lDir = normalize(lDir);

// N dot L lighting term, attenuated
float nl = saturate(dot(normal, lDir))*atten;

float4 lightPosition = mul(mul(float4(pos,1),CameraTransform), LightViewProj);

//float4 lightPosition = mul(float4(pos,1), LightViewProj);
float posLength = length(lightPosition);
lightPosition /= posLength;

float ourdepth = (posLength - NearClip) / (FarClip - NearClip) - DepthBias;
//float ourdepth = (lightPosition.z / lightPosition.w) - DepthBias;

if(lightPosition.z > 0.0f)
{
float2 vTexFront;
vTexFront.x =  (lightPosition.x /  (1.0f + lightPosition.z)) * 0.5f + 0.5f;
vTexFront.y =  1.0f - ((lightPosition.y /  (1.0f + lightPosition.z)) * 0.5f + 0.5f);

}
else
{
// for the back the z has to be inverted
float2 vTexBack;
vTexBack.x =  (lightPosition.x /  (1.0f - lightPosition.z)) * 0.5f + 0.5f;
vTexBack.y =  1.0f - ((lightPosition.y /  (1.0f - lightPosition.z)) * 0.5f + 0.5f);

}

// reject pixels outside our radius or that are not facing the light
clip(nl - 0.00001f);

float4 finalColor;
//As our position is relative to camera position, we dont need to use (ViewPosition - pos) here
float3 camDir = normalize(pos);

// Calculate specular term
float3 h = normalize(reflect(lDir, normal));
float spec = nl*pow(saturate(dot(camDir, h)), normalMap.b*100);
finalColor = float4(LightColor * nl, spec);

return finalColor * LightBufferScale;
}

• and you say shadow maps themselves are having no problem/ (I mean if you burn the shadow maps to to texturemap they'll darken correct spots?) – Ali1S232 Jun 4 '11 at 14:40
• Are you 100% sure the FOV of the camera rendering from the light source's position is correct? – Roy T. Jun 4 '11 at 15:19
• The camera rendering from the light's source position does not have a projection matrix, because the projection is done manually in order to have the paraboloid warp. I'll check that code though, good idea Roy T. – Olhovsky Jun 4 '11 at 19:01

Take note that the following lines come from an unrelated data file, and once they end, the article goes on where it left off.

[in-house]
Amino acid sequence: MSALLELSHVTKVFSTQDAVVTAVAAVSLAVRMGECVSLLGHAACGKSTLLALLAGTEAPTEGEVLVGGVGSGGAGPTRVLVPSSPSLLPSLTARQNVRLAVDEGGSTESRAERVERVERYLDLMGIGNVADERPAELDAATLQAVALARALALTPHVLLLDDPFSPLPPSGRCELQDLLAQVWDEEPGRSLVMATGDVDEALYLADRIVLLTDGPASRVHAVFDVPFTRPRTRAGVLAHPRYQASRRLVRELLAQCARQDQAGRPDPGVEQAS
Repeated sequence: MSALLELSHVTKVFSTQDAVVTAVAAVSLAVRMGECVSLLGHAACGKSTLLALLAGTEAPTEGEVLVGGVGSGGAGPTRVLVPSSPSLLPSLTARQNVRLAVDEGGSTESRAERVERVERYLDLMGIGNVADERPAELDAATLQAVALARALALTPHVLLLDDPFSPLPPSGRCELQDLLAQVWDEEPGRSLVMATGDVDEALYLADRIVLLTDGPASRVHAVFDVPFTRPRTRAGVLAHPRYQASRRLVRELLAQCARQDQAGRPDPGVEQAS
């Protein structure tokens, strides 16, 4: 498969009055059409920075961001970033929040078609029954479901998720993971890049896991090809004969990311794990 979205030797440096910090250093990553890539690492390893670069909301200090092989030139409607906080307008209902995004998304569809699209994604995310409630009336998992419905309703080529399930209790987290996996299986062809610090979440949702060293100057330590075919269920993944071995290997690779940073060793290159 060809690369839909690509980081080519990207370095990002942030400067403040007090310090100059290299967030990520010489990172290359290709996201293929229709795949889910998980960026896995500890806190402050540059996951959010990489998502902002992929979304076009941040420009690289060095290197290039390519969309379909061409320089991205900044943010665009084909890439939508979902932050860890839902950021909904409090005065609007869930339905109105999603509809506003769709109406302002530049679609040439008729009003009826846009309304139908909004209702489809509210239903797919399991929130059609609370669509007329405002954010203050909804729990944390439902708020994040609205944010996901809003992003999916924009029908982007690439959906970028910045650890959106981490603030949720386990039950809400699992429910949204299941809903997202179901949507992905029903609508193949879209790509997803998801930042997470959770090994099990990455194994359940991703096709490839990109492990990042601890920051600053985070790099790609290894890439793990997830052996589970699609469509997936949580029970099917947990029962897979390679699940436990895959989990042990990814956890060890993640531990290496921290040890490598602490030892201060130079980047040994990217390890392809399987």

• Gajet: "I mean if you burn the shadow maps to to texturemap they'll darken correct spots?" The shadow maps store shadows in light space, if I look at the map, there's no easy way to know for certain that they are correct because I see them in screenspace. What is a "texturemap" -- you mean a texture? Shadow maps are textures. – Olhovsky Jun 4 '11 at 19:07
• Roy T.: Moving the light around reveals that the shadow map gets clipped, so there is a problem with the transformation when actually using the shadow, not just when creating it. – Olhovsky Jun 4 '11 at 19:22

With PIX you can debug pixels isolated, maybe you find the error in this way. FOV or a projection error is a hot hint. Or have you forgot the world transformation?!

• you can also try debuging with NVidia-fxComposer – Ali1S232 Jun 4 '11 at 16:52
• I don't think that staring at the assembly code values is going to help me very much at this point, because I'm having trouble understanding how the transformation should be done in the first place. So seeing what value is in register 10, or wherever, is not really going to help. – Olhovsky Jun 4 '11 at 19:02